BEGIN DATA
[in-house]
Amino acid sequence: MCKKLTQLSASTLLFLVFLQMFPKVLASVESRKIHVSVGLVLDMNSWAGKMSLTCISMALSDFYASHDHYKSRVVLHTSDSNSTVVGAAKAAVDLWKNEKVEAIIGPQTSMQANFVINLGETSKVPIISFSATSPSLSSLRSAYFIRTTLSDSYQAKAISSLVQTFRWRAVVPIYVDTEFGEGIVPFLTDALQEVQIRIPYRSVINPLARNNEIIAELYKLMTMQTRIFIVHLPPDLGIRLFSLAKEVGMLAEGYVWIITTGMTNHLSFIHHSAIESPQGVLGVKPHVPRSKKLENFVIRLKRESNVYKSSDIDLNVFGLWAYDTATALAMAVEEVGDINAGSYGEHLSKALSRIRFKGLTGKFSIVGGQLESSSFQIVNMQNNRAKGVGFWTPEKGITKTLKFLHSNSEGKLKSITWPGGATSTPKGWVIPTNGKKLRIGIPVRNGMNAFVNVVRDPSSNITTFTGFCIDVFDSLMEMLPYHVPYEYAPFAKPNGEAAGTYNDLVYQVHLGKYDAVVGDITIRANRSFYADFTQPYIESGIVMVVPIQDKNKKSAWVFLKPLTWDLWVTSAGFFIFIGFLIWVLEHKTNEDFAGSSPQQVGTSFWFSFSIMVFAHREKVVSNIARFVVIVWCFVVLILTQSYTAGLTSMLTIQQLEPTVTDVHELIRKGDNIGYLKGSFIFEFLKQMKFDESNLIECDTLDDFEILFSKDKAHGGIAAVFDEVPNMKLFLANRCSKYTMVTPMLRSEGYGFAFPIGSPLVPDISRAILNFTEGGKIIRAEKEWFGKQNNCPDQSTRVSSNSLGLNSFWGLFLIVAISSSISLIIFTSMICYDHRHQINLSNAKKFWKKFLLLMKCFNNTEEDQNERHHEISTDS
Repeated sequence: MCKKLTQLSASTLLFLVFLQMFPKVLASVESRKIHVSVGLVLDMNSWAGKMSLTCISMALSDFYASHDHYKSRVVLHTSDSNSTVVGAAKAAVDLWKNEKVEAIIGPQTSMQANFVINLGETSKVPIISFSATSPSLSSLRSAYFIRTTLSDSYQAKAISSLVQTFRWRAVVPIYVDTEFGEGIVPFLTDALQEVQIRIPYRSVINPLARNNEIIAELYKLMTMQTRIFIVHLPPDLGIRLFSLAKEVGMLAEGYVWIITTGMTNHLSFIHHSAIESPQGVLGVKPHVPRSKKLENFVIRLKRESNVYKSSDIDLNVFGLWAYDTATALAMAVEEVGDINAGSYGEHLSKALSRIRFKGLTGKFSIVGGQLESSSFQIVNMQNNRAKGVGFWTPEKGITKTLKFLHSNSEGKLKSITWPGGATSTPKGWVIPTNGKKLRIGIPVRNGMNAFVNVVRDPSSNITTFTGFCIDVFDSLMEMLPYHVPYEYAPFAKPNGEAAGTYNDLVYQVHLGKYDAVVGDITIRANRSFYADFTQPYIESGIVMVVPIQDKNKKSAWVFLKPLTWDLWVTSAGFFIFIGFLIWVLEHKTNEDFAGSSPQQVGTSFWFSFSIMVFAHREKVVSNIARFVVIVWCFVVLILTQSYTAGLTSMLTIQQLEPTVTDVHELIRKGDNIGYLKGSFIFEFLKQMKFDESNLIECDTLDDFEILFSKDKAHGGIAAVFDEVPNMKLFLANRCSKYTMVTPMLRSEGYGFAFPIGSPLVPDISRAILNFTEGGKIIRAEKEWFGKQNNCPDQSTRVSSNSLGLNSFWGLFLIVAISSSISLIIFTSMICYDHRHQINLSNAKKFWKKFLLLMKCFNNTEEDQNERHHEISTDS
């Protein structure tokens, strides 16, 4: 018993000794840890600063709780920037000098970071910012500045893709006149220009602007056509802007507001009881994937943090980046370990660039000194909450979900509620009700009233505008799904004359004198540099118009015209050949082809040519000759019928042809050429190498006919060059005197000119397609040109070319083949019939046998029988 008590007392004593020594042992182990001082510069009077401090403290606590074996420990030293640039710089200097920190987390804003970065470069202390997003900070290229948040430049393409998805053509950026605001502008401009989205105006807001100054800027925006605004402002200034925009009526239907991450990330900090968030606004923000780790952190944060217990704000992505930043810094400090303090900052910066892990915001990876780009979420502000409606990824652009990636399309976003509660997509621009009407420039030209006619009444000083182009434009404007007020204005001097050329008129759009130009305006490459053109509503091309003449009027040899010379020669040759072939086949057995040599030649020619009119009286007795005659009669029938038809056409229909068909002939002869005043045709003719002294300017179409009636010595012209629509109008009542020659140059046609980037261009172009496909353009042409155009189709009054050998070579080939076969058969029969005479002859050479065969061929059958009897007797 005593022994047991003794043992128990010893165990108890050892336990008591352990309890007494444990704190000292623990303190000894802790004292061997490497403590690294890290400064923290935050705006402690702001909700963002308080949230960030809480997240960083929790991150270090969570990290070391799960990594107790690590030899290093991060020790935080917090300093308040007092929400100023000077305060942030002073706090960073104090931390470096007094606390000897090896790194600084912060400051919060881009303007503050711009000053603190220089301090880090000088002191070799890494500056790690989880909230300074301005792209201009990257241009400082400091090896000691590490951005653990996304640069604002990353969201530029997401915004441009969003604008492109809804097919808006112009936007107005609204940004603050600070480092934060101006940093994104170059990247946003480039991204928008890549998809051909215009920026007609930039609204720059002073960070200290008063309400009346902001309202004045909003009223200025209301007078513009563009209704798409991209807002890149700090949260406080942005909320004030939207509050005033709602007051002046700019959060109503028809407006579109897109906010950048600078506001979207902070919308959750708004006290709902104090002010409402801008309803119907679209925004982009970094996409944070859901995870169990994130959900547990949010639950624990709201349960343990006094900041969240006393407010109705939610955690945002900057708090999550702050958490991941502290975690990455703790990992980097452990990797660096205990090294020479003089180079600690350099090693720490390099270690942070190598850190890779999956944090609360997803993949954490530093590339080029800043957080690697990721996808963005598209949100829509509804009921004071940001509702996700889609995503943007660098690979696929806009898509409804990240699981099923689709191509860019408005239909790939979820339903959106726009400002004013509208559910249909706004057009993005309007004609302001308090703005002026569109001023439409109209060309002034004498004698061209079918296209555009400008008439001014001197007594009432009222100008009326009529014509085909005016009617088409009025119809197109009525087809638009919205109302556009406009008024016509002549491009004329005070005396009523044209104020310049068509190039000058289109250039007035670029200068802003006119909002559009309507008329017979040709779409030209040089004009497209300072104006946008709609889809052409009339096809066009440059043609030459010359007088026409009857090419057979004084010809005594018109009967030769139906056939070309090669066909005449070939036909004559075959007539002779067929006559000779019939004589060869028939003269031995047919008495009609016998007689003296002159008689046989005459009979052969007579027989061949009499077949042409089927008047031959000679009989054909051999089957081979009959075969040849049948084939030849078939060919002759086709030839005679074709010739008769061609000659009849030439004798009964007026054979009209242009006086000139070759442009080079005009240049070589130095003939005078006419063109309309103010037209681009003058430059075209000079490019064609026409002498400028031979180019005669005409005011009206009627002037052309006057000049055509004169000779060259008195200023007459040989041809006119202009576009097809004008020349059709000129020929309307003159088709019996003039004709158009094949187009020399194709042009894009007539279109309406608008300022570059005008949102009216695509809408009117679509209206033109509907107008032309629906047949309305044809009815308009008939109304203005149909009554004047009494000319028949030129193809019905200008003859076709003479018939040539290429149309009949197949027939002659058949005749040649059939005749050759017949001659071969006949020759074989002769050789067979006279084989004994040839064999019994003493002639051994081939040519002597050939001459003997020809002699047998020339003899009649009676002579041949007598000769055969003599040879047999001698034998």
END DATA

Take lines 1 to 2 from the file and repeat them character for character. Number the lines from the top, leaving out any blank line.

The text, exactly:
[in-house]
Amino acid sequence: MCKKLTQLSASTLLFLVFLQMFPKVLASVESRKIHVSVGLVLDMNSWAGKMSLTCISMALSDFYASHDHYKSRVVLHTSDSNSTVVGAAKAAVDLWKNEKVEAIIGPQTSMQANFVINLGETSKVPIISFSATSPSLSSLRSAYFIRTTLSDSYQAKAISSLVQTFRWRAVVPIYVDTEFGEGIVPFLTDALQEVQIRIPYRSVINPLARNNEIIAELYKLMTMQTRIFIVHLPPDLGIRLFSLAKEVGMLAEGYVWIITTGMTNHLSFIHHSAIESPQGVLGVKPHVPRSKKLENFVIRLKRESNVYKSSDIDLNVFGLWAYDTATALAMAVEEVGDINAGSYGEHLSKALSRIRFKGLTGKFSIVGGQLESSSFQIVNMQNNRAKGVGFWTPEKGITKTLKFLHSNSEGKLKSITWPGGATSTPKGWVIPTNGKKLRIGIPVRNGMNAFVNVVRDPSSNITTFTGFCIDVFDSLMEMLPYHVPYEYAPFAKPNGEAAGTYNDLVYQVHLGKYDAVVGDITIRANRSFYADFTQPYIESGIVMVVPIQDKNKKSAWVFLKPLTWDLWVTSAGFFIFIGFLIWVLEHKTNEDFAGSSPQQVGTSFWFSFSIMVFAHREKVVSNIARFVVIVWCFVVLILTQSYTAGLTSMLTIQQLEPTVTDVHELIRKGDNIGYLKGSFIFEFLKQMKFDESNLIECDTLDDFEILFSKDKAHGGIAAVFDEVPNMKLFLANRCSKYTMVTPMLRSEGYGFAFPIGSPLVPDISRAILNFTEGGKIIRAEKEWFGKQNNCPDQSTRVSSNSLGLNSFWGLFLIVAISSSISLIIFTSMICYDHRHQINLSNAKKFWKKFLLLMKCFNNTEEDQNERHHEISTDS